By Disha Kanwar
Of the country’s 17 railway zones, eight spent more on operations than their revenue in the April to October period. The North East Frontier Railway was the worst performer.
Of the 17, two spent almost double the amount they earned. The Metro railways in Kolkata spent Rs 3.7 for every rupee of operating earnings. The aim this year was to ensure not more than six zones made operating losses and to ensure an operating ratio (OR) across the railways of 84 per cent. This target is, clearly not going to be met. OR denotes operating expenses; it is expressed as a percentage of operating revenue.
The revenue picture would have been better if the railways had also not done a partial rollback of the passenger fare rise announced in the Budget for the coming year. The minister who announced it, Dinesh Trivedi, lost his job for doing so and his successor restored most of the earlier fares.
In April-October, the first seven months of the financial year, the Eastern and North Eastern railway zones had an operating ratio of around 200 per cent. That is, their operating expenses were twice their revenues. This, when the eastern zone — covering West Bengal, Bihar and Jharkhand — is densely populated and home to rich mineral reserves, agriculture produce and industrial products. Apart from coal, a major freight material, this zone transports iron and steel products from Durgapur and Burnpur (both in West Bengal), stone from Pakur (Jharkhand) and Jamalpur (Bihar), cement from Durgapur and a host of other merchandise, including jute, tea, textile, automobiles and agricultural produce, at various stations. Despite loading 34 million tonnes of freight (in April-October), comprising six per cent of overall freight traffic, the zone is heavily into losses.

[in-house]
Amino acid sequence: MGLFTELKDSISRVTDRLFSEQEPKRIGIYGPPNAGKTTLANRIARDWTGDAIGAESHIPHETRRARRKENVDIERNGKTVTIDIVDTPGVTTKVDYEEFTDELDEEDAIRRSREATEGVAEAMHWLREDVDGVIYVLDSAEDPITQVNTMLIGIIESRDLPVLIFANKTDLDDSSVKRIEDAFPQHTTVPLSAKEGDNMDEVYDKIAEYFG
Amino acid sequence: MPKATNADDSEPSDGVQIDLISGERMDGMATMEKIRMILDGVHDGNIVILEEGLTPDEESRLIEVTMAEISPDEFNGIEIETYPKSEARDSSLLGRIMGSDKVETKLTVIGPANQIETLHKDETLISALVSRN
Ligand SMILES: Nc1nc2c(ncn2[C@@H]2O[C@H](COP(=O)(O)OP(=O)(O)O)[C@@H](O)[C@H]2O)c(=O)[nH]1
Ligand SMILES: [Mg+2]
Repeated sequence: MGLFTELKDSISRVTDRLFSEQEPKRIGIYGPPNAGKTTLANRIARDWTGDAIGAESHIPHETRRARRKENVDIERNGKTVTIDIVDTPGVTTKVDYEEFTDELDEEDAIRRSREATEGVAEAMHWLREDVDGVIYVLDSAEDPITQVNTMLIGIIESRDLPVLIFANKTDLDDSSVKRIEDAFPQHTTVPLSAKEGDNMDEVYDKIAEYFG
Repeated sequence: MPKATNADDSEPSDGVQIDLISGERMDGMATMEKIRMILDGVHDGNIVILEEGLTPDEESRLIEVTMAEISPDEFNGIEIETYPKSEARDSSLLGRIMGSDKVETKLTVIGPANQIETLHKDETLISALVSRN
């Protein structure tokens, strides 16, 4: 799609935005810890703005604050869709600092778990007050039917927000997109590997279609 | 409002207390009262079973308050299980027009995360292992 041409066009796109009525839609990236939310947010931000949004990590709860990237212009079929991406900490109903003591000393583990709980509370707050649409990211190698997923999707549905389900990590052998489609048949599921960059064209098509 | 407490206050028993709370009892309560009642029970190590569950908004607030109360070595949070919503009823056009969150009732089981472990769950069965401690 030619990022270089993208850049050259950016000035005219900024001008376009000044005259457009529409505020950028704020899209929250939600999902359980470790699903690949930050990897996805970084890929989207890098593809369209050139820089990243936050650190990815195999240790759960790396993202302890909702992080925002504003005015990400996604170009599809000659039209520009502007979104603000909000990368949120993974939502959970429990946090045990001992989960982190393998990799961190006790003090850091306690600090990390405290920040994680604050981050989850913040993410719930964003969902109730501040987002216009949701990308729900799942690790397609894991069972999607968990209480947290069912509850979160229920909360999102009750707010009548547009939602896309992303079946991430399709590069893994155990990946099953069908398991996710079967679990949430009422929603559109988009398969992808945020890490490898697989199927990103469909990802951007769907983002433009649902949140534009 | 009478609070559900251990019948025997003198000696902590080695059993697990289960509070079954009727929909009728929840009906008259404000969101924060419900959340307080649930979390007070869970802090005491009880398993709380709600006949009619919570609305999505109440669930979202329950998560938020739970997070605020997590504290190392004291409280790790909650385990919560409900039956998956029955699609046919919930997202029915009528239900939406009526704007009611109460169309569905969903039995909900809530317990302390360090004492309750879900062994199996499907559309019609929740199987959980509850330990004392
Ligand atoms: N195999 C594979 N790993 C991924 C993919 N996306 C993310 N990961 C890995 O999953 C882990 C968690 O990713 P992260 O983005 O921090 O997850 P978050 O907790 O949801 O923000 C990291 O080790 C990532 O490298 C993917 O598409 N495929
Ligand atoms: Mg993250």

Said a senior railway official, “Being a densely populated area with a low average per capita income, the railways is a favoured mode of transport. Running of passenger services is highly subsidised.”
The North Eastern zone, comprising Varanasi, Izzatnagar and Lucknow, among others, stretches 700 km but carried just 1.12 mt of freight traffic from April to October. This area also has a large number of short-distance passengers.
Revenue from both passenger and freight traffic between an originating and destination point is divided between zones according to the distance travelled within a zone. The originating and terminating points in a zone earns additional terminal freight charges, at Rs 20 a kg for a commodity. As freight traffic is the prime money earner, zones having no major loading/unloading points or transit are running into losses.
A lesser number of railway zones would have been better, as it helps enable efficient train operations, experts say.
The number of zones in Indian Railways increased from six to eight in 1951, nine in 1952, to 16 in 2003 and to 17 in 2010.